One tips to get their smile, is  to show the children their pictures on the LCD screen, they love it, their smile will appear if they did not smile initially. This method never goes wrong for me so far. Once that smile break open, quickly capture more pictures while they are smiling from the heart. You got yourself some great pictures.

Feel free to check out other of my travel collection articles.

1 in Beijing

2 in Bangkok

Tarot card reader from Bangkok reuse my picture for FREE!!!

Seven years ago, i visited Bangkok for a personal photo trip. I took many travel scenery and street portraits that caught my interest. As i am the type of photographer who would approach the person for permission rather than been sneaky behind or using a super long lens to snap a picture of someone without their acknowledgement. It just been me, i like interaction, i like people who have eye contact with my camera for street portrait.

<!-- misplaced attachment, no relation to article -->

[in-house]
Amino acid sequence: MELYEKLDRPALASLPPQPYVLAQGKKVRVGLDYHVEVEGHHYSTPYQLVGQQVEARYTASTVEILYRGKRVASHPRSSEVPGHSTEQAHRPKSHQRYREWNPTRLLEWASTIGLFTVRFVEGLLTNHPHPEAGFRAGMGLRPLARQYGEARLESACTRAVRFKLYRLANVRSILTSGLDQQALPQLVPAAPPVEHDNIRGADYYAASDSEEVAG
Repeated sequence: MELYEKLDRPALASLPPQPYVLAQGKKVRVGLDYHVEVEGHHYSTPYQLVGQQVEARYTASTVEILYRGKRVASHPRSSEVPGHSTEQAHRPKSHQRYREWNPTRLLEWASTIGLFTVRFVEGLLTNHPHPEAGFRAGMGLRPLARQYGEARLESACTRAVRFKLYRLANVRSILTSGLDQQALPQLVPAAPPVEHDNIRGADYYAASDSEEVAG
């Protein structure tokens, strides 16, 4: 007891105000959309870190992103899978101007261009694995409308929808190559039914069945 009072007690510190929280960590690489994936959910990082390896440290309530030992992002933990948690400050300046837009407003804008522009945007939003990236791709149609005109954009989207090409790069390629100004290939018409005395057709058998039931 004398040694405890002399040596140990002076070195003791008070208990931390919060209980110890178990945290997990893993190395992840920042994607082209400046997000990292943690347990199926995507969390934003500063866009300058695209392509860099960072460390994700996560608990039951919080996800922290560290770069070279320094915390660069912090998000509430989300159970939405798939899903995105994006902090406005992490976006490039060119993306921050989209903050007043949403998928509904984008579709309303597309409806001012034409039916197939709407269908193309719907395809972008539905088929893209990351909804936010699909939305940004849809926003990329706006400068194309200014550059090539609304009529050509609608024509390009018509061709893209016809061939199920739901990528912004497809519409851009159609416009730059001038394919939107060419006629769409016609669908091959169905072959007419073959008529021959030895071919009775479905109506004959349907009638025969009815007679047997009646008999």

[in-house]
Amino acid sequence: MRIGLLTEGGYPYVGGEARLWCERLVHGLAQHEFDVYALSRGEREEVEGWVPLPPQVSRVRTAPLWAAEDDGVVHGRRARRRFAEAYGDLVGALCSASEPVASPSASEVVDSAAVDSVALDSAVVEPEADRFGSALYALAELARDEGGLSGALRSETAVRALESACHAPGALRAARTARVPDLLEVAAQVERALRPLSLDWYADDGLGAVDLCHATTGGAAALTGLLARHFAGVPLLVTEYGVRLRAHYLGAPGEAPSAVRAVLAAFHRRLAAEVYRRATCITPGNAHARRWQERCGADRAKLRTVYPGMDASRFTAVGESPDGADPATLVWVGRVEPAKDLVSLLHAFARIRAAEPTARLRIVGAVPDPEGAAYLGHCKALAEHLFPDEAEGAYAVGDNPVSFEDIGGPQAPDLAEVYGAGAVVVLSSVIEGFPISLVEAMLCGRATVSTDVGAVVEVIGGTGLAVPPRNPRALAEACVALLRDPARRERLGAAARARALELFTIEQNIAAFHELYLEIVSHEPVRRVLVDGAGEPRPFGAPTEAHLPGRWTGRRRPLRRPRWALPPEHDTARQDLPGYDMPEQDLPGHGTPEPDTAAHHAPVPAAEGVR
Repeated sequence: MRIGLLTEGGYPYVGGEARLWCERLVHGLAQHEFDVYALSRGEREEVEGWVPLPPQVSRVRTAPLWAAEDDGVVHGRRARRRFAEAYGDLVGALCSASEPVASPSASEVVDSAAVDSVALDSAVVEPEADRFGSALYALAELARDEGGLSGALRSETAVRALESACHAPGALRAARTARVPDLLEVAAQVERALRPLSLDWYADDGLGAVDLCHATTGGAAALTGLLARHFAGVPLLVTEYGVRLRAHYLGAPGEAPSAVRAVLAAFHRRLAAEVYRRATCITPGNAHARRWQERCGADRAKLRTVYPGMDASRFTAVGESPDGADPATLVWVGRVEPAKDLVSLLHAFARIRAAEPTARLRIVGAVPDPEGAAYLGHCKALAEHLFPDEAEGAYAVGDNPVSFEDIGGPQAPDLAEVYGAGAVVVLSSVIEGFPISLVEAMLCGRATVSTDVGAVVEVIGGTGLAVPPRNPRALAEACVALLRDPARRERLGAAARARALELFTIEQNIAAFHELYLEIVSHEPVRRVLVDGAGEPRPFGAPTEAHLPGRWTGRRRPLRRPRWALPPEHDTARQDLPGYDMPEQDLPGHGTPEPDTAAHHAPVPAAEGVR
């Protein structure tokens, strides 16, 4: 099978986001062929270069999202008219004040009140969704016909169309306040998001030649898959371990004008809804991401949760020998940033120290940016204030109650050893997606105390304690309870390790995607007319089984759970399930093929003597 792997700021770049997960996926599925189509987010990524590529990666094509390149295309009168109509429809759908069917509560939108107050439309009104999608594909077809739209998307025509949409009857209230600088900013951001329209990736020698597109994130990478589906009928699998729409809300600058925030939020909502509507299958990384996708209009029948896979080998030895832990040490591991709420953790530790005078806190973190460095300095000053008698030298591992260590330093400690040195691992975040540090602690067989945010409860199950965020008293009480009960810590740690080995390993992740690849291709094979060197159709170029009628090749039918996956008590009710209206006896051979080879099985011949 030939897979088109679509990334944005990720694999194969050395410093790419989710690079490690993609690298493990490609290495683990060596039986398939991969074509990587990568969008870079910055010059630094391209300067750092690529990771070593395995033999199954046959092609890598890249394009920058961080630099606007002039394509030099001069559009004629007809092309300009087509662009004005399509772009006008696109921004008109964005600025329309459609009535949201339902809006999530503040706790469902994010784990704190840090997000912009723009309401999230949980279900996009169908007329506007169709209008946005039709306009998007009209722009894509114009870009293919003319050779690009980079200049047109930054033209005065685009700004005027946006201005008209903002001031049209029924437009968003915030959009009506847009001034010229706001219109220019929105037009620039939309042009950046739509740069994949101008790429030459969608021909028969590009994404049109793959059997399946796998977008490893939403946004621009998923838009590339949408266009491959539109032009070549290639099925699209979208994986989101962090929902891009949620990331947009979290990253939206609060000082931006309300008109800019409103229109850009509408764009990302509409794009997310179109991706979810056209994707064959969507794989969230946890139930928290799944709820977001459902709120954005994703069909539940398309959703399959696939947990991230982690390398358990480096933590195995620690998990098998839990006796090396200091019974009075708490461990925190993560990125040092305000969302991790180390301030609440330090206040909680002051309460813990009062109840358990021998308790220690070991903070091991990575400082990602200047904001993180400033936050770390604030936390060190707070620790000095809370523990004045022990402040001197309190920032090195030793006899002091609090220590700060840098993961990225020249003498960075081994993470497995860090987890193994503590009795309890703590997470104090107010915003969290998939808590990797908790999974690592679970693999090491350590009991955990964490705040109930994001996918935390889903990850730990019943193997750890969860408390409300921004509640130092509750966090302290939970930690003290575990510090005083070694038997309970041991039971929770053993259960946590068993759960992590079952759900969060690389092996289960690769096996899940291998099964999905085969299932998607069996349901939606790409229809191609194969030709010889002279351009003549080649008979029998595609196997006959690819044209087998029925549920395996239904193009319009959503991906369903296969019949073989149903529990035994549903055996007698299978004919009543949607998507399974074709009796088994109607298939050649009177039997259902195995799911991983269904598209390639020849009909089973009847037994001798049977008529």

I was in the famous Chatuchak market at Bangkok, roaming around there for the first time. I caught sight of a tarot card reader who looks very interesting with her table set up and dressing, i approached her for a picture, she was speaking in half broken English which i struggle to understand. She gave me her card and i promised to send her a file.

Here is the actual portrait picture i took of her.

Recently, i saw her on Facebook, and realised she was using the picture i took of her to advertise herself. Apparently she seems quite famous in the tarot industry.